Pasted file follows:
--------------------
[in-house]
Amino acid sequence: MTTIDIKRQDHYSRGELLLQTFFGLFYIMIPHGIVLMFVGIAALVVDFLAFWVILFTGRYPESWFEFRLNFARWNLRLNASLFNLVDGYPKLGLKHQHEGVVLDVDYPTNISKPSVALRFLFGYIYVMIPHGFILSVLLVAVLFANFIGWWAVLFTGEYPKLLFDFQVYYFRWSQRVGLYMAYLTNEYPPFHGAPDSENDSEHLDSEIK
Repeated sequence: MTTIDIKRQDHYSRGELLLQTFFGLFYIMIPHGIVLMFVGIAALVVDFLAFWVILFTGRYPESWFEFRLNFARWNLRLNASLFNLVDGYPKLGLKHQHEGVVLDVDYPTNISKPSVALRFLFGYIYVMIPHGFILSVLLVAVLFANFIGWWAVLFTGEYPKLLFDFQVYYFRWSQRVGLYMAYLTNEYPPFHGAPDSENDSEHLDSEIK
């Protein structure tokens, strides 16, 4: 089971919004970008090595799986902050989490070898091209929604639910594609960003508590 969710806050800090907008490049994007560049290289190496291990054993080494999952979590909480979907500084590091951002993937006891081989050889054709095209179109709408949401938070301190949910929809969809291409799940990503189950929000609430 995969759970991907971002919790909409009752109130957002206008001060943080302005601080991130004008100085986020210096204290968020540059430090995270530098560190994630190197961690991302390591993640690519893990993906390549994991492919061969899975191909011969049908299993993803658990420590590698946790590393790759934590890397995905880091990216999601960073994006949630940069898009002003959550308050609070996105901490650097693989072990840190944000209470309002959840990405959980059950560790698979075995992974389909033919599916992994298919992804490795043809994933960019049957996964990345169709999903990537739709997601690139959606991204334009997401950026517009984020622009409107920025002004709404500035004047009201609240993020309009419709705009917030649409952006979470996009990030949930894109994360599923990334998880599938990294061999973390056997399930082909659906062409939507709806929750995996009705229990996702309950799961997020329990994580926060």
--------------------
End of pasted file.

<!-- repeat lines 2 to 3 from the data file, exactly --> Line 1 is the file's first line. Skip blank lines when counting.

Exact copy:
Amino acid sequence: MTTIDIKRQDHYSRGELLLQTFFGLFYIMIPHGIVLMFVGIAALVVDFLAFWVILFTGRYPESWFEFRLNFARWNLRLNASLFNLVDGYPKLGLKHQHEGVVLDVDYPTNISKPSVALRFLFGYIYVMIPHGFILSVLLVAVLFANFIGWWAVLFTGEYPKLLFDFQVYYFRWSQRVGLYMAYLTNEYPPFHGAPDSENDSEHLDSEIK
Repeated sequence: MTTIDIKRQDHYSRGELLLQTFFGLFYIMIPHGIVLMFVGIAALVVDFLAFWVILFTGRYPESWFEFRLNFARWNLRLNASLFNLVDGYPKLGLKHQHEGVVLDVDYPTNISKPSVALRFLFGYIYVMIPHGFILSVLLVAVLFANFIGWWAVLFTGEYPKLLFDFQVYYFRWSQRVGLYMAYLTNEYPPFHGAPDSENDSEHLDSEIK